How Kami migrated their mission-critical workload from Postgres to CockroachDB in 4 months
27 million users
4 month migration
~1 billion transactions/day
Kami was founded in 2013 when the four New Zealand-based co-founders saw a need for a more collaborative way to take notes and avoid the need to print, which was costing around $8B a year worldwide. Kami is now the world’s #1 digital classroom application; it creates a flexible and collaborative learning environment for millions of teachers and students across the globe.
The education industry is slow when it comes to tech adoption despite the fact that they spend around $700B a year on software purchases. In fact, 60-70% of software goes unused in schools. In order to help close this gap, Kami’s platform allows teachers to digitally display documents on the student’s laptops or Chromebooks instead of printing individual handouts. Teachers and students can also take notes directly on the platform.
Even before the pandemic, Kami’s business was doing well and there was clearly a need for this type of digital alternative to printing in schools. But in 2020 when the pandemic hit, schools closed and students were forced to learn from home. The Kami team was glad to see their platform was able to keep students and teachers connected... until they saw what it meant to scale their Postgres database in the face of exponential growth.
At the peak of the pandemic, Kami was growing at a rate of over 1M users per week, and their Postgres database simply couldn’t keep up. They doubled their database size only to find that it bought them two weeks of runway. They spent sleepless nights removing performance bottlenecks that earned them mere days of uptime.
As the team put out fire after fire, the true weight of the situation became clear: failing to scale didn’t just mean going out of business, it meant kids around the world would fall behind.
Fortunately, their team found a solution: CockroachDB. After a live migration, they were thrilled to see that CockroachDB seamlessly helped them grow 20x in six months. More importantly, Kami was able to help teachers and kids around the world (even making their platform free!) while their competitors were forced to shut their doors.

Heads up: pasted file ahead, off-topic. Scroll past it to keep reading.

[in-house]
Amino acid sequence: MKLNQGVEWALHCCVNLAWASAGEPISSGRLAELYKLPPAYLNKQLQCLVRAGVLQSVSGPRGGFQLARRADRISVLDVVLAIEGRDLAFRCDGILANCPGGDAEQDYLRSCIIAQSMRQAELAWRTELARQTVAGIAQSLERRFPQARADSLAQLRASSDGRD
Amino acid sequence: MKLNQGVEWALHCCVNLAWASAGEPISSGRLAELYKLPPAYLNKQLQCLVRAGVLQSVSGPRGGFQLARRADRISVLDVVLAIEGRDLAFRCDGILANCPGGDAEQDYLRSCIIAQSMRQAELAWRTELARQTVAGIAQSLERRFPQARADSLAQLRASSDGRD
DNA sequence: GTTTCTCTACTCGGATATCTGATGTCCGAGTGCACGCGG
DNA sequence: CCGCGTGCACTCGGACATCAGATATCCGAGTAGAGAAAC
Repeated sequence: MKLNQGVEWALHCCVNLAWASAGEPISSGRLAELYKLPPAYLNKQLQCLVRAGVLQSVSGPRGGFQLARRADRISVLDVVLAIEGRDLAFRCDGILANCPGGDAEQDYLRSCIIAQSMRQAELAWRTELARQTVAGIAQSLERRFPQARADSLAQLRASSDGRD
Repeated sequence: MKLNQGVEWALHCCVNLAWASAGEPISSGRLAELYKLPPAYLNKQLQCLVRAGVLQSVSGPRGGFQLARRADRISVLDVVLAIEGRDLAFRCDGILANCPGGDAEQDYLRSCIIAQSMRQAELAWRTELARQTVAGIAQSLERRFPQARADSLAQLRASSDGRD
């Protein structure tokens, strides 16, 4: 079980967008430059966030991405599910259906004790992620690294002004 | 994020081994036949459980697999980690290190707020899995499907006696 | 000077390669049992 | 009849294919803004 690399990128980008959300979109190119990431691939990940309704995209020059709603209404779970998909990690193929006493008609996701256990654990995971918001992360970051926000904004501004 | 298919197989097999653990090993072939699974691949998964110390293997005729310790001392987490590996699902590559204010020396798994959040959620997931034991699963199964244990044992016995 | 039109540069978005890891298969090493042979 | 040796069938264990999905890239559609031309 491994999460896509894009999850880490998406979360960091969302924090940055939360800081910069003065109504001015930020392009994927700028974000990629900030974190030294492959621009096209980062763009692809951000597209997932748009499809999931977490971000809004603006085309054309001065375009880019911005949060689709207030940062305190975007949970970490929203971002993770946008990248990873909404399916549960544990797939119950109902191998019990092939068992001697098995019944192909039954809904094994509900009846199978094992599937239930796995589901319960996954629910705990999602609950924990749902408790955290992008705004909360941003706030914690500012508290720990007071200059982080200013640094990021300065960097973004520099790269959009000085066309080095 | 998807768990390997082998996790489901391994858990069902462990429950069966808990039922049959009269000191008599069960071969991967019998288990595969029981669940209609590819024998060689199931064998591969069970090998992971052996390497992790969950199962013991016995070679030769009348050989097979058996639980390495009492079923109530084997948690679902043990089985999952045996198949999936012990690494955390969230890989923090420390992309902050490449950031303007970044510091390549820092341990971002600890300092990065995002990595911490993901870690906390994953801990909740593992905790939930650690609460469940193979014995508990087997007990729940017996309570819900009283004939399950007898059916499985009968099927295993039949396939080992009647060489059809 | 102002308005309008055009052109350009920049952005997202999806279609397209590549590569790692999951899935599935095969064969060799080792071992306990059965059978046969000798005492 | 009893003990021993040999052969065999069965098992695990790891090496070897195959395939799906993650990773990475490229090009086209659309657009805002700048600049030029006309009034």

Kami has a lean engineering team of seven members, and they originally built their platform on Postgres. That served them well for many years, and they were able to scale from zero users to several million. However, when businesses like Kami start to see tremendous growth, Postgres begins to hit limitations.
The team made a few attempts to scale and optimize the database manually. They started with upsizing their PostgreSQL primary to 160vcpu, 4TB RAM, which was the biggest server they could get. However, the write-heavy data from user-driven content was becoming too much to handle. They scaled up write capacity, but they couldn't scale horizontally anymore. There were also operational issues with implementing transaction ID wraparounds. All the written data needed to be vacuumed after 2 billion transactions. But they were pushing close to a billion transactions every day!
For their setup, connection pooling was necessary, but they were hitting their scaling limits here as well. With over 150 active connections from pooler to PG, performance would decrease even with 160 vCPUs on the Postgres server and plenty of spare CPU.
Ultimately they could get up to 120,000 queries per second through Postgres and support ~4 million active users. That was not going to be enough for the new school year starting in ten weeks! They could optimize it even further, but at best that would be a 2x or 5x gain, and after that Kami would be stuck.
“We knew how complicated it would have been to stay with Postgres and set up sharding. There would have been a constant drag of managing multiple shards of data. No one on our team wanted to go through that manual labor. And even if we did set up sharding, we weren’t going to be able to grow our business 10x.” - Jordan Thoms, co-founder, CTO
The team felt like they hit their absolute limit with Postgres and needed a new solution, FAST. Given Postgres’ limitations, when it came to choosing a new database, the Kami team had the following requirements: